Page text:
Yesterday was a small but mighty burst of Christ for our group. I was told to report that we spent much time “lovin’ on each other”. What is more Christ-like than that? We had a birthday to celebrate, and LOTS of babies coming into the world through our empowered home-schooling moms with clans of four or five kids, and babies on the way. It is invigorating to be around so much life, and watch the way these amazing moms give such attention and love to each one of their precious ones. What a blessing.
We did, of course, take a few moments to reflect on the upcoming Sunday’s gospel. In Matthew chapter 14:22, we begin by hearing that Jesus had just fed the crowd, and then sent the disciples off in a boat, so he could go to prayer. Reflect on the fact that the Miracle of the Loaves and Fishes (Jesus fed FIVE THOUSAND people with five loaves of bread and two fish, with twelve baskets of food left over) had just preceded this scenario:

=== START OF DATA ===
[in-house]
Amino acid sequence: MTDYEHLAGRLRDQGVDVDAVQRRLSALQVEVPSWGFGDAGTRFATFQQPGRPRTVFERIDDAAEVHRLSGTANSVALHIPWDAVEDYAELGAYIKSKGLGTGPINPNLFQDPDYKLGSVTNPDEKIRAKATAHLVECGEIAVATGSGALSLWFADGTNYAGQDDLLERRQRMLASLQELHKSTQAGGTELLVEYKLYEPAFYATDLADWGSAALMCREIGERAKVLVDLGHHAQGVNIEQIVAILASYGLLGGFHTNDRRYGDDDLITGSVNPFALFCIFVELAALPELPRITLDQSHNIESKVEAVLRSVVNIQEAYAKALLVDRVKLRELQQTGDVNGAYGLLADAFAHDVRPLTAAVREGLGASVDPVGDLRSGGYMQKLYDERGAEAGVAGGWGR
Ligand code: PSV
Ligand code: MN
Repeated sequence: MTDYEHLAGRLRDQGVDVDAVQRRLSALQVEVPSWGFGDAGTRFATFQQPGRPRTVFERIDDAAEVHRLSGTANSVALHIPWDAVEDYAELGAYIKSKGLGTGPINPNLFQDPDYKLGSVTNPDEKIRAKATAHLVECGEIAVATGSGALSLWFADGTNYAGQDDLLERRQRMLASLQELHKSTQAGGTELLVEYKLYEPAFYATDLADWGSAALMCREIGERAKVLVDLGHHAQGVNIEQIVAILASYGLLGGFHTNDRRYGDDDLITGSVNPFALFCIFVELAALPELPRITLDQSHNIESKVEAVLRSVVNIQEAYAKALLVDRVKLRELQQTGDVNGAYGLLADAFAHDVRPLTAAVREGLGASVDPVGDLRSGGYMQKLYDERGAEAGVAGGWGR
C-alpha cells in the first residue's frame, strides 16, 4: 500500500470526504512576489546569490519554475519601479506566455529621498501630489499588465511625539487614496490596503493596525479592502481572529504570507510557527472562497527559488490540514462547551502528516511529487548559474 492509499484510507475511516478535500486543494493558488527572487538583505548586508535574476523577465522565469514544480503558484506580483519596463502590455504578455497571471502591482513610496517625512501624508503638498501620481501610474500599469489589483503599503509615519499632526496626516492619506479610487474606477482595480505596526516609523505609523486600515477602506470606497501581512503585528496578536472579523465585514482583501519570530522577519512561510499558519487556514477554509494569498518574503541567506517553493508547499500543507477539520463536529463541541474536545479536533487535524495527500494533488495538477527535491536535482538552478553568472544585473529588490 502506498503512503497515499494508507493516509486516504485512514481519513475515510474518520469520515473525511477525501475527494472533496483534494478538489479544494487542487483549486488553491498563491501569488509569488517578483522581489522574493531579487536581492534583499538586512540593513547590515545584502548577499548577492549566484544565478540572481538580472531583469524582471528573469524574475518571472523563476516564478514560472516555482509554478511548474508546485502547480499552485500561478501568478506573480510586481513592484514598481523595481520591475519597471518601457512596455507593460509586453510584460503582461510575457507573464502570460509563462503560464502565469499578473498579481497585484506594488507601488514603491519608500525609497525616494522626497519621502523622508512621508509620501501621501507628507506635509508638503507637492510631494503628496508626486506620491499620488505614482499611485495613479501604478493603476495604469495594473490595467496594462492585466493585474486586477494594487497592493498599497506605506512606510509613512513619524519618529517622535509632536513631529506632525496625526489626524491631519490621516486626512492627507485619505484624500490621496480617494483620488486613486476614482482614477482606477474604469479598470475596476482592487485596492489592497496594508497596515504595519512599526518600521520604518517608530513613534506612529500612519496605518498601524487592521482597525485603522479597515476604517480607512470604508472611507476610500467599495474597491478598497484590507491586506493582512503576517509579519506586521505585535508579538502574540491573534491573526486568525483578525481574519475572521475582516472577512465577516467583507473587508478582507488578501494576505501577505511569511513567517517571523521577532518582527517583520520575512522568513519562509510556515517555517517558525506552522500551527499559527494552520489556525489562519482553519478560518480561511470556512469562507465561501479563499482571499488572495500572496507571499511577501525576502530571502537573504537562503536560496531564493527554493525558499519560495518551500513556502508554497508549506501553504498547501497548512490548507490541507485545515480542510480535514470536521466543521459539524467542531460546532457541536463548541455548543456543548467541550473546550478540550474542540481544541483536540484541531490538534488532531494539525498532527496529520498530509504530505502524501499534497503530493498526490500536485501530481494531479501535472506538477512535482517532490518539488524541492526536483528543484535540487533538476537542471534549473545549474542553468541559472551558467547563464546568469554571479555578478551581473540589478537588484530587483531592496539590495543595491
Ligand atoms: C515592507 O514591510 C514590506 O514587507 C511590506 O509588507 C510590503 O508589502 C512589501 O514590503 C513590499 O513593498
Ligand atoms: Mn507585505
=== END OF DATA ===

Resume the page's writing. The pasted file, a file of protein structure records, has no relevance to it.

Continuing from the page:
The Walking on the Water.22 Then he made the disciples get into the boat and precede him to the other side, while he dismissed the crowds. 23 After doing so, he went up on the mountain by himself to pray. When it was evening he was there alone. 24 Meanwhile the boat, already a few miles offshore, was being tossed about by the waves, for the wind was against it. 25 During the fourth watch of the night, he came toward them, walking on the sea. 26 When the disciples saw him walking on the sea they were terrified. “It is a ghost,” they said, and they cried out in fear. 27 At once [Jesus] spoke to them, “Take courage, it is I; do not be afraid.” 28 Peter said to him in reply, “Lord, if it is you, command me to come to you on the water.” 29 He said, “Come.” Peter got out of the boat and began to walk on the water toward Jesus. 30 But when he saw how [strong] the wind was he became frightened; and, beginning to sink, he cried out, “Lord, save me!” 31 Immediately Jesus stretched out his hand and caught him, and said to him, “O you of little faith, why did you doubt?” 32 After they got into the boat, the wind died down. 33 Those who were in the boat did him homage, saying, “Truly, you are the Son of God.”